Valrubicin Activates PKCα in Keratinocytes: A Conceivable Mode of Action in Treating Hyper-Proliferative Skin Diseases

October 2013 | Volume 12 | Issue 10 | Original Article | 1156 | Copyright © October 2013

Ina Groenkjaer Laugesen MD,a Eva Hauge,a Stine Maria Andersen MD,a Karin Stenderup PhD,a
Elisabeth de Darkó MD,b Tomas Norman Dam MD PhD,c and Cecilia Rosada PhDa

aDepartment of Dermatology, Aarhus University Hospital, Aarhus, Denmark
bValderm ApS, Lyngby, Denmark
cDepartment of Dermatology, Roskilde Hospital, Roskilde, Denmark

BACKGROUND: Valrubicin is a semisynthetic anthracycline developed as an anti-cancer drug able to ameliorate psoriasis and non-melanoma skin cancer (NMSC) by topical application in animal models. Valrubicin decreases cell proliferation, and induces apoptosis; however its mode of action is still unknown. Valrubicin localizes in the cytoplasm and its valerate moiety resembles diacylglycerol, an activator of protein kinase C (PKC) α, which belongs to the PKC family of cytoplasmic serine/threonine protein kinases. PKCα is observed in the suprabasal layers of normal skin and is associated to keratinocyte growth arrest and differentiation processes. In hyper-proliferative skin diseases the presence of PKCα is altered.
OBJECTIVE: The aim of the present study was to investigate valrubicin’s mode of action in keratinocytes by studying its possible effect on PKCα activation.
METHODS: PKCα's characteristic to translocate from the cytoplasm to the cellular membrane when activated was assessed by measuring the amount of PKCα in the soluble and membrane-bound protein fractions isolated from valrubicin stimulated keratinocytes and by visualizing PKCα in stimulated cells over time. Downstream signaling was investigated by measuring the amount of phosphorylated Myristoylated Alanine-rich C-kinase substrate (MARCKS) and extracellular signal-regulated kinases (ERK) 1/2 of valrubicin-stimulated keratinocytes. To investigate whether there was a direct interaction between valrubicin and PKCα, an activity assay employing purified PKCα protein was used.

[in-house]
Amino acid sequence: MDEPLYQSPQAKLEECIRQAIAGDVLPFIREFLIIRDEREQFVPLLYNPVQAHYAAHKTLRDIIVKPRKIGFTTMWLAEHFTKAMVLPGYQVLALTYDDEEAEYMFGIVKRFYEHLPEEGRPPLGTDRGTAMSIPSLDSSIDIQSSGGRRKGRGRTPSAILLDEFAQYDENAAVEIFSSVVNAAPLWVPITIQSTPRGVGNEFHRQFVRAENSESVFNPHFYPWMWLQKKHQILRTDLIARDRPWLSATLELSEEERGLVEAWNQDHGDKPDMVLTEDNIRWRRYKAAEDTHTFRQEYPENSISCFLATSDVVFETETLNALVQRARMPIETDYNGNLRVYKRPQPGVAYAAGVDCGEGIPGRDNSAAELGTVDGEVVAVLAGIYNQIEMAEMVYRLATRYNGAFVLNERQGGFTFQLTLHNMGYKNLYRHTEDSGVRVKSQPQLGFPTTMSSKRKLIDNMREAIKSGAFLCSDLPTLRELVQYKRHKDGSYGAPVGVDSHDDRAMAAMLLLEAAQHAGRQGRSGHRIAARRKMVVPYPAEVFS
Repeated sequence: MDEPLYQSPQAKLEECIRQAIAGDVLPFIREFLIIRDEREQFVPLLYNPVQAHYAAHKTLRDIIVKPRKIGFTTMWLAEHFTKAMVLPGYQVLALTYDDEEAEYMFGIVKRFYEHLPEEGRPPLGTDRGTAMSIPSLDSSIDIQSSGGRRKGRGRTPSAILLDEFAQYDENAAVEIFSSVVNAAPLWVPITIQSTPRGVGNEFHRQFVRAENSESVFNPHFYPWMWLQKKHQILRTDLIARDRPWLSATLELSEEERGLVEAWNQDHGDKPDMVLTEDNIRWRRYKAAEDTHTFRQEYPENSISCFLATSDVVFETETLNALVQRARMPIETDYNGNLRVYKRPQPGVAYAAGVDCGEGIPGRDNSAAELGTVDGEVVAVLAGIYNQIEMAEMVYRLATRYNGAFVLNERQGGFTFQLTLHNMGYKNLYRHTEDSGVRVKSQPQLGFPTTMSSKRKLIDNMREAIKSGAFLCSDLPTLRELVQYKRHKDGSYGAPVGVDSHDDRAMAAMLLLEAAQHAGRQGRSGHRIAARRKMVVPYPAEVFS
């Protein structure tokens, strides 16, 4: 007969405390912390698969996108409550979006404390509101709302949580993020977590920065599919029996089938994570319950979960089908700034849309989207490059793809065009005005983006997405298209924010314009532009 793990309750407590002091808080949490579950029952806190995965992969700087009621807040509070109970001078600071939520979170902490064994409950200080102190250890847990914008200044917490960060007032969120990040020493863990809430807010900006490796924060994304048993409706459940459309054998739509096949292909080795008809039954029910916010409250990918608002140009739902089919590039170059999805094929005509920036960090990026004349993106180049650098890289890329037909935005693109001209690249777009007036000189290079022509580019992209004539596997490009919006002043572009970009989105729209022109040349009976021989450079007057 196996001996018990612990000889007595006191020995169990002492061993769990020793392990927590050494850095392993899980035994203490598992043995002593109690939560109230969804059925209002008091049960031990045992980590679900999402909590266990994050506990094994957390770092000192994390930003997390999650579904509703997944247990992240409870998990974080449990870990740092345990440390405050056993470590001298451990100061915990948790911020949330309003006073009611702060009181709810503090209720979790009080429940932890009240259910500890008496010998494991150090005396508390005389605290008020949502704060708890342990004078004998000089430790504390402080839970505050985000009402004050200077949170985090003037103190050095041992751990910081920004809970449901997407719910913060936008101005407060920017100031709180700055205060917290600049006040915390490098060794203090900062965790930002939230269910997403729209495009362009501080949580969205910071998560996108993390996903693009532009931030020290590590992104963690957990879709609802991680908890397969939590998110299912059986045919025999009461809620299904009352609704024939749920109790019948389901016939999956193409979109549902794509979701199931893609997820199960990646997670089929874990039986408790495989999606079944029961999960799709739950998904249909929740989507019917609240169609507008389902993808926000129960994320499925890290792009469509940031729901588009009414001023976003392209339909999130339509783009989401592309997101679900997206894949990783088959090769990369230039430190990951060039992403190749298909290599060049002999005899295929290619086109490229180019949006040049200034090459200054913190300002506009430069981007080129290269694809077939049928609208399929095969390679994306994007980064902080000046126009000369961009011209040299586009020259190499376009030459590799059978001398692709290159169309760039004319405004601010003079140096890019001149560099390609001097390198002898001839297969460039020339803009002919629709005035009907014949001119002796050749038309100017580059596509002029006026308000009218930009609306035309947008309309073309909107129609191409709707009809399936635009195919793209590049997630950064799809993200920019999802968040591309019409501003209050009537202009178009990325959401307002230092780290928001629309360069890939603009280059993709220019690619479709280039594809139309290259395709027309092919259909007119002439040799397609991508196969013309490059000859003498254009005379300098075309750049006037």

RESULTS: Valrubicin activates PKCα in vitro as shown by PKCα's translocation and phosphorylation of downstream signaling molecules.
CONCLUSION: Valrubicin stimulates PKCα activity and downstream signaling which may contribute to its beneficial effect in psoriasis and NMSC.

J Drugs Dermatol. 2013;12(10):1156-1162.


Valrubicin (N-trifluoroacetyladriamycin-14-valerate) is a semisynthetic anthracycline originally developed from doxorubicin as an anti-cancer drug and currently approved as Valstarâ„¢ (Endo Pharmaceuticals, Lexington, MA) for the treatment of bladder cancer.1,2 Valrubicin is a drug with a favorable safety profile shown as limited induction of resistant cancer cells, lack of toxicity in healthy tissue, and decreased incidence of severe heart insufficiency.1,3-6 The absence of skin toxicity and the lipophilic characteristic of the molecule permit the use of valrubicin as topical treatment with focus on hyper-proliferative skin diseases. Recently, we showed that valrubicin has a beneficial effect in treating psoriasis and non-melanoma skin cancer (NMSC) by topical application in animal models. The effect was suggested to be partly due to an inhibition of proliferation and an induction of apoptosis in the keratinocytes.1,4,5,7-9
Nevertheless, valrubicin cellular activity is still unknown. Elucidation of valrubicin mode of action aims at optimizing the use of valrubicin as treatment, and unravels new and useful steps in valrubicin signaling pathway that may have potential as targets for future treatments of hyper-proliferative skin diseases. Hyper-proliferation and abnormal differentiation are part of the pathogenesis of several common skin disorders such as psoriasis, NMSC, actinic keratosis, and acne. Consequently a compound which targets this aspect of the pathogenesis of the diseases may offer a future novel treatment.
Valrubicin localizes in the cytoplasm,8,10,11 implicating a mode of action distinct from the former anthracyclines that explicate their effects in the nucleus. The valerate moiety of valrubicin structurally resembles diacyglycerol (DAG), a natural ligand of protein kinase C (PKC), thus binding of valrubicin to PKC is suggested. Moreover, valrubicin has been demonstrated to inhibit TPA induced PKC activity12 and AD198, an analog to valrubicin also possessing a valerate chain, has been described to activate PKCα.13
PKC is a family of cytoplasmic serine/threonine protein kinases that take part in a variety of cellular processes by playing a crucial role in the initial events of signal transduction.14,15 The PKC family consists of nine isoenzymes that, in a concerted manner, regulate cell function upon differential activation by phosphatidylserine (PS) alone or in association with Ca2+ and/or DAG.16 Five isoforms